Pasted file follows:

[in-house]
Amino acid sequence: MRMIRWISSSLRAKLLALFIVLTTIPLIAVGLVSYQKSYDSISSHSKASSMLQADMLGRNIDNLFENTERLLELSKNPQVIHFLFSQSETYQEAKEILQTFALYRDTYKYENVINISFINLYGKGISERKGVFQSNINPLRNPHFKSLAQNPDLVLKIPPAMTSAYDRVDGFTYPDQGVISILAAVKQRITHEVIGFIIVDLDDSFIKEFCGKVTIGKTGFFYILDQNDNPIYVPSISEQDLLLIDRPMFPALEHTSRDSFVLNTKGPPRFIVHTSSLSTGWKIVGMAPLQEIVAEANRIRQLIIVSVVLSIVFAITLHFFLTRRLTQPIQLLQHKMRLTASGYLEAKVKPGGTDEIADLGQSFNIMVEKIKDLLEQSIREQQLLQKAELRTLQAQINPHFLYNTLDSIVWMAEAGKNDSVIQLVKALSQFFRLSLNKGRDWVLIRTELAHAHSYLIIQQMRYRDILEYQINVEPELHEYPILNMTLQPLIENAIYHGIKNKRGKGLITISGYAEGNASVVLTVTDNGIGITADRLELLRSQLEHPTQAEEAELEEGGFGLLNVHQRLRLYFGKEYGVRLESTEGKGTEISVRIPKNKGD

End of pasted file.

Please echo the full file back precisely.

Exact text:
[in-house]
Amino acid sequence: MRMIRWISSSLRAKLLALFIVLTTIPLIAVGLVSYQKSYDSISSHSKASSMLQADMLGRNIDNLFENTERLLELSKNPQVIHFLFSQSETYQEAKEILQTFALYRDTYKYENVINISFINLYGKGISERKGVFQSNINPLRNPHFKSLAQNPDLVLKIPPAMTSAYDRVDGFTYPDQGVISILAAVKQRITHEVIGFIIVDLDDSFIKEFCGKVTIGKTGFFYILDQNDNPIYVPSISEQDLLLIDRPMFPALEHTSRDSFVLNTKGPPRFIVHTSSLSTGWKIVGMAPLQEIVAEANRIRQLIIVSVVLSIVFAITLHFFLTRRLTQPIQLLQHKMRLTASGYLEAKVKPGGTDEIADLGQSFNIMVEKIKDLLEQSIREQQLLQKAELRTLQAQINPHFLYNTLDSIVWMAEAGKNDSVIQLVKALSQFFRLSLNKGRDWVLIRTELAHAHSYLIIQQMRYRDILEYQINVEPELHEYPILNMTLQPLIENAIYHGIKNKRGKGLITISGYAEGNASVVLTVTDNGIGITADRLELLRSQLEHPTQAEEAELEEGGFGLLNVHQRLRLYFGKEYGVRLESTEGKGTEISVRIPKNKGD